Actors Pierre Png and Koh Chieng Mun, stars of the hit Hollywood movie Crazy Rich Asians, recently spoke at an AXA IM event in Singapore. The Singaporeans gave their views on longevity, describing the highlights of their long careers, the health issues they have overcome, and why to them retirement is a “dirty word”.

Playing a lead character, Dolly, in the popular Singapore sitcom Under One Roof made Koh Chieng Mun a household name. “Dolly is somebody who is in the hearts and minds of most Singaporeans,” she told the audience of investors and asset managers.

“In many cases, actresses get hung up about playing an older role, especially a mother. When I started Under One Roof, I was in my 30s. Now I’m nearly 60.”

Chieng Mun attributed the length of her career – which started in 1990 – to passion. She said: “When you do something, you must always know what is needed, and then you do all that you know with 100% passion. You really have to inject 100% of what you know into your work, 100% passion and 100% heart.”

I think investing in yourself is key

Pierre Png, who like Chieng Mun starred alongside Michelle Yeoh in the 2018 film Crazy Rich Asians, added: “I feel longevity in any industry is harder, not just in entertainment. I think investing in yourself is key.

“It’s about investing in yourself, believing in yourself, making sure that you are up to date.”

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Pierre is known for several Chinese language television dramas and an award-winning role in The Journey: A Voyage, which follows the journey of first-generation Chinese immigrants who seek their fortune in Singapore. He said that role, as well as playing the part of a mentally-challenged young man in a show called Portrait of Home, were the characters that have enjoyed the most longevity.

He said: “Those two characters are still remembered until today. When I talk about them, I remember them, and I know how much effort I put in just to play those two characters. So much so, that these two characters have overtaken the first character that I was remembered for, Puah Chu Beng. These two characters actually mean a lot to me.”

Longevity “means health”

Both actors have been though health challenges – Chieng Mun was diagnosed with breast cancer in 2005. She said: “I came out of it. I’m still a survivor and I’m very, very grateful that I can still have a normal life. Every day when I wake up in the morning, I check myself: ‘Am I normal?’, and then, I’m very, very, very grateful. I think the Lord has blessed me with coming back and being able to do everything that I like to do . This motivates me to keep going.”

To enjoy a long and happy live, Chieng Mun advised: “You have to take care of yourself physically.

“I work on my core and my back because I’m already 60 so you know those are the parts of the body that will cause trouble me if I don’t take care of it.”

Financially, you need to pace yourself carefully

She continued: “And then of course you have to take care of yourself mentally. I think that mental health is very, very important. Of course, financially, you need to pace yourself carefully, so that you can last well into your years without too much worry.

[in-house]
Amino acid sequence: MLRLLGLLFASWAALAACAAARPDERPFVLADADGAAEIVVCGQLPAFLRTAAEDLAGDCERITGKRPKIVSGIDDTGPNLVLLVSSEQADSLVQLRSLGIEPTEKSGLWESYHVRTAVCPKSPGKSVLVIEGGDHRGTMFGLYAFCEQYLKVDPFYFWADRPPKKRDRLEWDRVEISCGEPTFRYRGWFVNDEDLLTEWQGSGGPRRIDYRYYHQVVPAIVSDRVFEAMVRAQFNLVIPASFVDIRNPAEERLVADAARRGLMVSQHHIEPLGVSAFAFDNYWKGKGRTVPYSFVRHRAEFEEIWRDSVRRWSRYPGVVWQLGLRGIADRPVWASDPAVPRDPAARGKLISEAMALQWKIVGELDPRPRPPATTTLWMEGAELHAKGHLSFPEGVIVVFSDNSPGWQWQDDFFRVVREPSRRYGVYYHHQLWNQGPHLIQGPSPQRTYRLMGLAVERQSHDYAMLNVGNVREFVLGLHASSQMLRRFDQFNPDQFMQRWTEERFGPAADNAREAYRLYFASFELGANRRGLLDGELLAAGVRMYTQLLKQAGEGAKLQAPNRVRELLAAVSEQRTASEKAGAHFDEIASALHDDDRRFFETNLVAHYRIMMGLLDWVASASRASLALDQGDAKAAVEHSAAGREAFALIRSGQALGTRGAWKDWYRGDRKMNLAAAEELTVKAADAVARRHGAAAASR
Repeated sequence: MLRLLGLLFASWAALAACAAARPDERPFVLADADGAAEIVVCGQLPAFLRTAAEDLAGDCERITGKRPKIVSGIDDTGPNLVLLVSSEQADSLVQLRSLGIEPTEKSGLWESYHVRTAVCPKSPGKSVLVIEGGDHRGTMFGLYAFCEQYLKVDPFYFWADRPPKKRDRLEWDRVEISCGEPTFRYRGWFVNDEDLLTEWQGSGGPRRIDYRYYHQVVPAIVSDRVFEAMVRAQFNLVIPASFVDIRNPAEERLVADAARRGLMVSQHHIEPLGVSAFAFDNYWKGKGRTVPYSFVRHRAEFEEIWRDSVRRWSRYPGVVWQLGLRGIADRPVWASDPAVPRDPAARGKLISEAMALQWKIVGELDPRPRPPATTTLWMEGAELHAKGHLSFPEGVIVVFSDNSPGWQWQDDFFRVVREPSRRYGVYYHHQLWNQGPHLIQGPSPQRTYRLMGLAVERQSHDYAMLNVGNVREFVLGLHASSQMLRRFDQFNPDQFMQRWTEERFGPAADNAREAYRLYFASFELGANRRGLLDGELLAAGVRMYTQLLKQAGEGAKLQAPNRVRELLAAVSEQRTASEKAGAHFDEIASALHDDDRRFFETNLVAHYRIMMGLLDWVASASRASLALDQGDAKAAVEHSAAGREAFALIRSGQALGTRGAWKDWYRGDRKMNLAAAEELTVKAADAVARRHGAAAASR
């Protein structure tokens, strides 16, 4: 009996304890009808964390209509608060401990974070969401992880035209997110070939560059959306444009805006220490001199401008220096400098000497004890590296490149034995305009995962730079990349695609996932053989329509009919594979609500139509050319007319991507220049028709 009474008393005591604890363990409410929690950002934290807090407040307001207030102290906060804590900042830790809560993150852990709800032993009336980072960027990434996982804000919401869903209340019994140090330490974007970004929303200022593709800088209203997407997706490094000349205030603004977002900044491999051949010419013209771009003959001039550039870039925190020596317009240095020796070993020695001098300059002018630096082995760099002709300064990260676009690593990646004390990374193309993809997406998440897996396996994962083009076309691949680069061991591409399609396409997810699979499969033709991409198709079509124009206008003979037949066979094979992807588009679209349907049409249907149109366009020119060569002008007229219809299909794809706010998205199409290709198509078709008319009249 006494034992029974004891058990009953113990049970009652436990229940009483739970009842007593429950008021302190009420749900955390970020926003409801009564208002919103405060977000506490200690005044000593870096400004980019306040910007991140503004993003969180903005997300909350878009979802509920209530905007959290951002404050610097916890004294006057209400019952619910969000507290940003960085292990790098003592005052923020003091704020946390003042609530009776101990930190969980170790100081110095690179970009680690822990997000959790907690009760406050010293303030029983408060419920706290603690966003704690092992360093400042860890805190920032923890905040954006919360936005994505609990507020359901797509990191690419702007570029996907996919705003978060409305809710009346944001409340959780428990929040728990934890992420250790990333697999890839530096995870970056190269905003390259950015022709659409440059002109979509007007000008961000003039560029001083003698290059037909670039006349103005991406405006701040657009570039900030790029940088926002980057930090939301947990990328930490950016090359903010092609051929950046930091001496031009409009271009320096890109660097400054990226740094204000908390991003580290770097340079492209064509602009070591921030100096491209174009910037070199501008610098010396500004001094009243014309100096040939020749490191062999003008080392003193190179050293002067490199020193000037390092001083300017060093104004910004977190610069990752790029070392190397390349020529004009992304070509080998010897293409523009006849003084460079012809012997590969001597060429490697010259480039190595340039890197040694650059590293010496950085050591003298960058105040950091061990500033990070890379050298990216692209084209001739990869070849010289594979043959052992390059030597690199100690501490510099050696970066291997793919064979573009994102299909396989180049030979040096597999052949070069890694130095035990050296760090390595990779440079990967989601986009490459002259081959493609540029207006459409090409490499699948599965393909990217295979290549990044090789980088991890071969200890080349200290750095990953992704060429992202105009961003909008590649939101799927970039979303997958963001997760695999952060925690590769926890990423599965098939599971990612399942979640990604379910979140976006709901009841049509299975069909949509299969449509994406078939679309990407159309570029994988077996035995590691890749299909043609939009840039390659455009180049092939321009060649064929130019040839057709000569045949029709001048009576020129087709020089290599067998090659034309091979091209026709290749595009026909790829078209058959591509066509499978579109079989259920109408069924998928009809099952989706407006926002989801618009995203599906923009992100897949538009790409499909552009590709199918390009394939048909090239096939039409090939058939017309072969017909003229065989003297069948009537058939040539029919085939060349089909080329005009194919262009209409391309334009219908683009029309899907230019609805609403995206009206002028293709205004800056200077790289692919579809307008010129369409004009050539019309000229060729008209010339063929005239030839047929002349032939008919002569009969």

“When I was diagnosed with cancer, I had a health plan that gave me a good payout, so I did not have the problem of worrying about my medical bills. I think that contributes to getting better, in case you get any problems with your health. I think longevity means the idea of having a good life well into your 60s, 70s, 80s – now they say you’re going to live until 120 – so do make sure that all those things are in place.”

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Pierre’s wife Andrea De Cruz, who was also an actor, suffered from cirrhosis of the liver and needed a transplant – for which Pierre was the donor.

“Longevity I think is subjective,” Pierre said. “It depends on how long you want to live. It depends on how well you want to live. I think longevity for me means nothing if I’m not happy. So, for however long I live, I want to be happy.

“For me, longevity means I am healthy, it means the people around me are well or if they’re not well, at least they’re well taken care off. So, longevity means a lot to different people, but for me, longevity means being able to work, being able to be happy, being able to spread that happiness.”

Retirement is a “dirty word”

Financial security to pay for a longer life is also important to Chieng Mun. She said. “When I was working and the opportunity to make money, I made sure that I had a retirement fund and worked toward it,” she explained. “I will always lead a simple life. If I cannot afford it, I won’t buy it. I don’t like to go into a situation where I’m short of cash and I don’t know what to do with my finances.

“Take care of your fundamentals and with the money that you have, look into how you can have further gain.”

Thinking about retirement, Pierre said: “My retirement plan or my long-term plan is to work towards coming up with good scripts, coming up with good work – be more in control of the things that I do or the roles that I accept. So, longevity in that sense has got to be more self-fulfilling and I think I would love to achieve that happiness, not just mentally but physically, and most importantly, spiritually.”

Chieng Mun told the audience: “I think retirement is a dirty word. I am not going to retire! As an actress, I will go on because the shelf life of an actress really means that you can act till the day you die.”

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